Wade Crowfoot wants everyone to go outside.
When he’s not serving as California Secretary of Natural Resources, Crowfoot, who says he spends an embarrassing amount of his disposable income at REI, is an avid camper, hiker, and outdoor enthusiast.
But Crowfoot knows that not everyone has the opportunity to experience the great outdoors like he and his family do.
“In California, we know we have incredible nature, but we also know that nature is unequally experienced and accessible,” Crowfoot explained. “There are a lot of Americans and Californians who can’t go outside.”
The Sea Otter Classic Summit was held April 5-7 at the Monterey Plaza Hotel and Spa.
Crowfoot joined REI’s Community Advocacy and Impact Director, Marc Berejka, and Surf Industry Members Association (SIMA) Executive Director, Vipa Densa, for a panel on the role of the outdoor leisure community in shaping policy, reversing climate change and creating a more inclusive outdoor experience. The panel discussion took place Wednesday at the Monterey Plaza Hotel as part of the three-day Sea Otter Classic Summit – a global gathering of outdoor industry leaders. The Summit is separate from the popular Sea Otter Classic cycling event, but both are produced by Life Time Events.
The panel was moderated by Katie Hawkins, California’s Outdoor Recreation Commissioner and California Program Manager at Outdoor Alliance. While the group discussed issues such as climate change, the green economy and the outdoor industry, the panel mainly focused on outdoor recreation and improving equitable access to nature.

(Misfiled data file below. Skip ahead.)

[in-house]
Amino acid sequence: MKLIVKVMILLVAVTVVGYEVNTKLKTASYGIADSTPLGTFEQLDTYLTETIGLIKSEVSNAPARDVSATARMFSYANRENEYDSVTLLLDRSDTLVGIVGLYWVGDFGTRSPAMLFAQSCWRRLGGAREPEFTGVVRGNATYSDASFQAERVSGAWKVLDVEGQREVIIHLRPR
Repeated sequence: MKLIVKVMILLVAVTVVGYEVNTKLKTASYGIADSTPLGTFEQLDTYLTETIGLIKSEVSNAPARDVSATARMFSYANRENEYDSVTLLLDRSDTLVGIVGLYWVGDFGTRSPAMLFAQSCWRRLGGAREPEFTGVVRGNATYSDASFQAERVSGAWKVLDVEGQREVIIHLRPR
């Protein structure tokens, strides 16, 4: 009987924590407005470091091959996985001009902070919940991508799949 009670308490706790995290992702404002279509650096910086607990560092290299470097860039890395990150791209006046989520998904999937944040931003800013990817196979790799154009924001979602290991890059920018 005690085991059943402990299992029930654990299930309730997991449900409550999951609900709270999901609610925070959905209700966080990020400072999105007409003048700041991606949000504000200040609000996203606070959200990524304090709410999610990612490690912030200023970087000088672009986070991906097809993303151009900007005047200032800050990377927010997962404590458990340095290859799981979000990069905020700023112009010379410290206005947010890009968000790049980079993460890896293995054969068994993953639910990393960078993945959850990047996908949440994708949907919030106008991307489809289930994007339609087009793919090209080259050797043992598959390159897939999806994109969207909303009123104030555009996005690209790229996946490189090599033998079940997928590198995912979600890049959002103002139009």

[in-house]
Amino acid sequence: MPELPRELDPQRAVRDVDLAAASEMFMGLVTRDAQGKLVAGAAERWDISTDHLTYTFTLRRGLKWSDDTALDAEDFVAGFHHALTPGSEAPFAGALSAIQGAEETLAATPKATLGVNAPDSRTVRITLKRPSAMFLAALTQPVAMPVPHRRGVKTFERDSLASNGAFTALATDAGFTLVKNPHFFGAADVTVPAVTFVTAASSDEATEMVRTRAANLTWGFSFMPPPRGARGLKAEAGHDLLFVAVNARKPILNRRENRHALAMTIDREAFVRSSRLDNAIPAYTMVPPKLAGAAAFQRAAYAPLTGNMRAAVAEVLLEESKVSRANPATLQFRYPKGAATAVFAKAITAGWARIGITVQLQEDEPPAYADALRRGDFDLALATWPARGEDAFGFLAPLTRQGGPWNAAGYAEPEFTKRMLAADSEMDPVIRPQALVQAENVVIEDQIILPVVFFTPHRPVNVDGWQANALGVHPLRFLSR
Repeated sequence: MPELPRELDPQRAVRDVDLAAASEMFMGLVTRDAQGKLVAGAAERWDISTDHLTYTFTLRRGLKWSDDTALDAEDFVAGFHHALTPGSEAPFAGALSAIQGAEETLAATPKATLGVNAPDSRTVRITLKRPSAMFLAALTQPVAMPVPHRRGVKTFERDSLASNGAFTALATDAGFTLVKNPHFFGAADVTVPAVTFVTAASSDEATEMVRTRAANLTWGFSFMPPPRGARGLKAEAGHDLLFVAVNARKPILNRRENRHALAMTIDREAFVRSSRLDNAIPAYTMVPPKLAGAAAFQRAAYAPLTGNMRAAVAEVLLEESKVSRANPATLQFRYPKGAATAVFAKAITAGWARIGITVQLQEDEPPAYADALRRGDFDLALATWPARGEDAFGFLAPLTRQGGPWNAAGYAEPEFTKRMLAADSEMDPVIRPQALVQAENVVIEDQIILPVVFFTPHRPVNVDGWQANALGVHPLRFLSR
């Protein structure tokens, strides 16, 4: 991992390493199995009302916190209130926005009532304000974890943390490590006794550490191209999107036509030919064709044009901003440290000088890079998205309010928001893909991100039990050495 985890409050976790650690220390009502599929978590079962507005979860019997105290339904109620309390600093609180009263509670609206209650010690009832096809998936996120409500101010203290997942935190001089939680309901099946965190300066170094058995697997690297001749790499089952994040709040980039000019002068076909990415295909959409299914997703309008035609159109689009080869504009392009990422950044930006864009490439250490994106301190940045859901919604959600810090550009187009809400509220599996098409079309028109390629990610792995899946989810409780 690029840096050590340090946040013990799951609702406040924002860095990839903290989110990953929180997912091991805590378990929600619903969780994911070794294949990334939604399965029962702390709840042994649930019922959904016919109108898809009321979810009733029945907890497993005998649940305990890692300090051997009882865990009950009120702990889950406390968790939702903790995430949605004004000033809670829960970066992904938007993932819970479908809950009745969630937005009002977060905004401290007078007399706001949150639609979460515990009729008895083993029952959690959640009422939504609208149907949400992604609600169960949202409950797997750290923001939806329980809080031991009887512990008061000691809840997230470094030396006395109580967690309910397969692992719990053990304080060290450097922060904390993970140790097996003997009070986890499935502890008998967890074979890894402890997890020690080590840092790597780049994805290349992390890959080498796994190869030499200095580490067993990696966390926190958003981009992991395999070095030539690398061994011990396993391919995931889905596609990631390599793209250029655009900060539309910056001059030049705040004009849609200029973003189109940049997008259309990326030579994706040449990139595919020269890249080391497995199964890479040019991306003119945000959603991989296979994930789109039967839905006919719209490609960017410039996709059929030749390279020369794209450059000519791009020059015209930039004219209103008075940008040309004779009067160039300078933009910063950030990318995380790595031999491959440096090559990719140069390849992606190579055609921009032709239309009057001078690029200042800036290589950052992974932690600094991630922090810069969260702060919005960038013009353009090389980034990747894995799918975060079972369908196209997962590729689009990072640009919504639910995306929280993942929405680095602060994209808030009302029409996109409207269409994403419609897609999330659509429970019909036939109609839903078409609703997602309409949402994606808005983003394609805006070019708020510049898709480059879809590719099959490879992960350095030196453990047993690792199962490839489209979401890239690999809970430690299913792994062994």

Densa was born in India and grew up surfing in the late 1970s. He explained that the surfing industry often gets a bad rap for not looking diverse. Densa said that while he felt the surfing community embraced him, he hadn’t seen anyone who looked like him for years.
“Access is inclusivity,” he said. “Without access, there is no inclusivity.”
Crowfoot defines the California Natural Resources Agency as the administration of the state. One of the initiatives he leads is the Outdoors for All program, which aims to find ways to give more Californians access to the great outdoors. This includes creating and protecting more parks and green spaces and providing transportation to nature for disadvantaged communities.
The state also recently launched a program that provides free state park passes to California public library card holders. The pass entitles the user to one free day’s admission to over 200 participating state parks. For more information on the California State Library Parks Pass program, visit https://www.parks.ca.gov/?page_id=30806
Crowfoot emphasized that during the pandemic, California saw a surge in the use of state parks, local parks, and federal public lands, resulting in some of those parks being “loved to death.” He said the California Natural Resources Agency is working to invest in maintenance and personnel to protect and utilize these public lands.
Climate change and its relationship to outdoor recreation was another focus of the panel. Crowfoot solemnly addressed the audience at the leading outdoor industry when he noted that the first three months of 2022 were the driest first three months of a year in California history and that California is heading into its third year of worsening droughts.
Crowfoot argued that we must focus nature on the problem of climate change and use nature-based solutions to address the growing crisis. That could mean using controlled, mandated fire to prevent wildfires or planting native plants to revitalize habitats.
The panel was outspoken when it came to addressing the impact of climate change on the outdoor industry.
“This isn’t just about trails or just camping,” argued Berejka. “There are real companies that make a living off the health of our public lands and waters, and they’re an integral part of the economy.”
“Without a healthy ocean, our industry doesn’t exist,” agreed Densa. “It’s not the other way around.”
In 2020, California’s outdoor recreation economy generated nearly 500,000 jobs and 1.5% of the state’s gross domestic product. Nationally, the outdoor leisure economy accounted for 1.8% of the country’s GDP.
“Whether you live in California or not, this is a moment in the United States to say, ‘Nature needs us,'” Crowfoot concluded. “Nature needs us like never before, but we also need nature. And we must put nature and nature first to address these challenges.”